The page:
Tuesday, July 26, 2011

Shakespeare's words were meant to be HEARD

If you look at my profile or "Who Am I?" page, you'll see that I am majoring in Theatre Education. This past Spring I was able to go on a London Theatre study abroad program with Brigham Young University, and lived across the street from Hyde Park for six weeks. They were six of the most amazing weeks of my life, and I saw at least three or four shows a week, from Shakespeare to the newest West End musicals. I loved every second of it.

(If you want to read about my adventures and see some great pictures, you can go here.)

Before we left the States, we had a guest speaker in our preparation class who spoke to us about Shakespeare and the best way to study him in his country. She talked about how lucky we were to be going to the Globe Theatre. "Shakespeare wrote his plays to be performed," she stressed. "Not to be studied."

When you think about it, it's true. He was writing to entertain the masses, and they did not have a copy of the script to read and analyze before the performance. Some of the lines are analyzed so much that we lose or change his original meaning of them. For example, "A rose by any other name would still smell as sweet". The Rose Theatre, one of the Globe's competitors, was on Rose Street, and it sat right where everyone would dump their refuse. The line was meant as a pun for the audience members, and would undoubtedly gain many laughs.

Is it wrong for us to look at it as a poignant line? No. Did Shakespeare mean for it to have a dual meaning? I'm not sure. But the fact of the matter is, that is one of the many instances where he wrote his plays to entertain the people, not to write something with amazing, poignant lines.

(Don't worry, I'm getting to the writing part)

Last night one of my best friends slept over at my house. It's the last time we're going to see each other for a while, possibly years, and she decided she wanted to spend it listening to me read my book to her. Crazy, I know. She wanted to read the story, but she hasn't had a lot of free time on her hands. So the last few times she's come over to my house we've sat down and read for a few hours. Tonight we finished the novel (107k) and she threatened to steal my flash drive to read what I have written for book two.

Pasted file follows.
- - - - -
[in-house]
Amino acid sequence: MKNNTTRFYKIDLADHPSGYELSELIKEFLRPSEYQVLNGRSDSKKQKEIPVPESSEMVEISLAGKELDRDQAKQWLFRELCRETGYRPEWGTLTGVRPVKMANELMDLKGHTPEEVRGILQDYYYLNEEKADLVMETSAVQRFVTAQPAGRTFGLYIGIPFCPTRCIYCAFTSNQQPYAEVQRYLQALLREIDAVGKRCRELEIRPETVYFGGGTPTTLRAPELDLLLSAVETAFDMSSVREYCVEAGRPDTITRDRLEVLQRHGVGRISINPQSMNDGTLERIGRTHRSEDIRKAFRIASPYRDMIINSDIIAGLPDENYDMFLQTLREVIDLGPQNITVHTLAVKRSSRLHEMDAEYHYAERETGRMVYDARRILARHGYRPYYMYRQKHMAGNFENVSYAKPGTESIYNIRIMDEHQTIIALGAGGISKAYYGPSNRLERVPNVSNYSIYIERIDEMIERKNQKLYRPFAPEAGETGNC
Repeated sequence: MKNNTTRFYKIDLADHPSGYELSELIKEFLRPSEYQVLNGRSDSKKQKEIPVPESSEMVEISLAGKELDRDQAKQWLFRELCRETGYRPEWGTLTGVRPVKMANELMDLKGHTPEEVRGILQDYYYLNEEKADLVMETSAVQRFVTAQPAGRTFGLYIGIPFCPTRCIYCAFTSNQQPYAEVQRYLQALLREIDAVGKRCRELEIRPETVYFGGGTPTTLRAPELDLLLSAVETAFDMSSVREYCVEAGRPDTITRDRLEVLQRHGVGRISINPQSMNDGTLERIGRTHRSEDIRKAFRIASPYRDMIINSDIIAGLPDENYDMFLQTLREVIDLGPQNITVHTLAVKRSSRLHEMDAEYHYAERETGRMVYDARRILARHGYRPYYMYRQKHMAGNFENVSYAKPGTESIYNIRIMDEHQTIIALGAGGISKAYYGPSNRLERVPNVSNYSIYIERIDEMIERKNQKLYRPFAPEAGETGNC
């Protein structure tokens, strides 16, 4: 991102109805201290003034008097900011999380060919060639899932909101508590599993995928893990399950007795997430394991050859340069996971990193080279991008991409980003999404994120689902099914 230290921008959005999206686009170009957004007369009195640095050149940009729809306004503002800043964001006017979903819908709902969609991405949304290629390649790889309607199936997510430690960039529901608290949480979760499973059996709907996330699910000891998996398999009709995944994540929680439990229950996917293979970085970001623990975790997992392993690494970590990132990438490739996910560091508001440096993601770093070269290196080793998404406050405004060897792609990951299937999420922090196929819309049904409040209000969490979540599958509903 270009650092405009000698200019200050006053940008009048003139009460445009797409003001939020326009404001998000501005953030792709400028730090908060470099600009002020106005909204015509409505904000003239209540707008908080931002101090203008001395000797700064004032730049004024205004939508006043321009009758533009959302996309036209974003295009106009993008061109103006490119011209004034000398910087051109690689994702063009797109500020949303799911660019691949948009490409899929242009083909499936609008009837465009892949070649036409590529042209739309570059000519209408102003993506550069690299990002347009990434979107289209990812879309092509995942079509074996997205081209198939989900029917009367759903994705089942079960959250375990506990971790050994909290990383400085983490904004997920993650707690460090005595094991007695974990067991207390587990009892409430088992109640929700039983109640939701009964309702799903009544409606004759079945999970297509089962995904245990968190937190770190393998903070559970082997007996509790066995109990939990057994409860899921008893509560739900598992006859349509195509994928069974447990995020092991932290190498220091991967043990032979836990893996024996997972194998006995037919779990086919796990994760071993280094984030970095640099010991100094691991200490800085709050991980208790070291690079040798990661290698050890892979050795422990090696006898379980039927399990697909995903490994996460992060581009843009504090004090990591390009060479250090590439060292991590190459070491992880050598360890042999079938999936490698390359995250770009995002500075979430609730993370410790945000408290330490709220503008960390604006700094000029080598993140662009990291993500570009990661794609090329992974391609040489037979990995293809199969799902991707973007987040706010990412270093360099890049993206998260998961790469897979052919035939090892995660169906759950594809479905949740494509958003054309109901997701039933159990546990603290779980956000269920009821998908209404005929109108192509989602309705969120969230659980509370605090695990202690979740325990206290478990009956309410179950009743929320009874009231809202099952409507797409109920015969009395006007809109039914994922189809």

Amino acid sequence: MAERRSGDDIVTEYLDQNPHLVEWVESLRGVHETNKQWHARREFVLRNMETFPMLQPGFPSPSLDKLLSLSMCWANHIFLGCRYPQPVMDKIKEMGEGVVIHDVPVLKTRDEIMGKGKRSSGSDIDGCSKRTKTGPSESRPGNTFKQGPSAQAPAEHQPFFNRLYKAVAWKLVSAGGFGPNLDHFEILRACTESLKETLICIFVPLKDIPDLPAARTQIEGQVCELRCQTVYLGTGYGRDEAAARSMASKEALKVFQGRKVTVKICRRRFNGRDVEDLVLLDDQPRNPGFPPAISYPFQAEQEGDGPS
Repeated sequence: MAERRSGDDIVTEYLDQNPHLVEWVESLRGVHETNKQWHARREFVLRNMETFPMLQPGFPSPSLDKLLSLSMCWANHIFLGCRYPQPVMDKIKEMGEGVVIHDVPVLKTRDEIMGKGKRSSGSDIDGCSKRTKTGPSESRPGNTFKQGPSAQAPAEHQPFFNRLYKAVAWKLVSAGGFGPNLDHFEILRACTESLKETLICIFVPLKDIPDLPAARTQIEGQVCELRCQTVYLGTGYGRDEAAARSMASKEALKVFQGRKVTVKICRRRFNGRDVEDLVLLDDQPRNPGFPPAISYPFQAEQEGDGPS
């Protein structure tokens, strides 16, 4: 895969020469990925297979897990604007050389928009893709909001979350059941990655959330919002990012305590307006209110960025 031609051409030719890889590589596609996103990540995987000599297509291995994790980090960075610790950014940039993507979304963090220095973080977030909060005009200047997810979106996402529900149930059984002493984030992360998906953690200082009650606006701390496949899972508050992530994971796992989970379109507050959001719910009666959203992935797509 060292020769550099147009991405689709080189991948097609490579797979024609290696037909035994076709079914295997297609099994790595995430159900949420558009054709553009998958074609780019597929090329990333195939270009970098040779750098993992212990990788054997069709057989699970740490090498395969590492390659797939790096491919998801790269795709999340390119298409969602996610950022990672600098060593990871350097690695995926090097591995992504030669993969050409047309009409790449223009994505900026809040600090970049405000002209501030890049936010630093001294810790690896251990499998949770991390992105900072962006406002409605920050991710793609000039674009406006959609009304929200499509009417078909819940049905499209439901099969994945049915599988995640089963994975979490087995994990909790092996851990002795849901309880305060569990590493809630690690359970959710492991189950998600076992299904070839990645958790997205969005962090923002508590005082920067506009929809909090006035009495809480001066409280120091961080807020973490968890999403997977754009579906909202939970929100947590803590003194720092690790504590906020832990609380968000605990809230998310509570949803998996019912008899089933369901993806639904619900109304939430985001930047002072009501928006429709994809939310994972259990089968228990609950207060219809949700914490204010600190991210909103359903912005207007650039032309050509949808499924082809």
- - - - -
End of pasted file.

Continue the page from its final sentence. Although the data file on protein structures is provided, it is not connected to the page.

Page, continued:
I learned a couple things from this: one, Chelsea Hanlon will make you keep reading at two in the morning no matter how tired she is. Two, what I was writing wasn't entirely natural. My novel's in first person, and there were times when I stumbled over the words as I was reading it out loud. Some of that was because of how quickly I was trying to read, some of it was because the sentences didn't make sense and roll of the tongue like they should.

By reading it out loud, I was able to learn a lot more about how to make my novel sound more natural. I fixed a few trouble spots and learned more about how my main character, Kenna, actually speaks. It's not quite the same as I do, and it's definitely not quite the same as I write.

Do I think you need to find someone to read your 240k MS to? Heck no. But it does help to read things out loud every once and a while. Even if you don't actually read it out loud, try to think about how it would sound for someone to say that, especially in dialogue. It's hard work, I'm not going to lie, but you'll be able to make your MS that much better because of it. 

And, as my favorite villain, Iago, once said, "How poor are they that have not patience!"



  1. Awesome! I love that you have somebody to read to who can be a sounding board. That's seriously priceless.

    I read aloud to myself late at night, but it's more like muttering. Still, it does help to see where I stumble over accidental alliteration (like that). :)

  2. Tis Rachel![props to Chelsea for staying awake that late...must've been the pizza hehe]
    Great post! Reading aloud is essential, or at least reading "aloud" in your head, if anyone else is around and unwilling to listen hehe. Especially with dialogue. You can SO use your acting smarts for this! Writers ARE actors, really--they have to know and BE their characters in order to write them properly. As a peer editor, I find the most effective technique [and an easy way out for the editor haha] is to pick a jumbled sentence and have the writer read it aloud. Now I'm speaking to the choir XP. Thanks for this!


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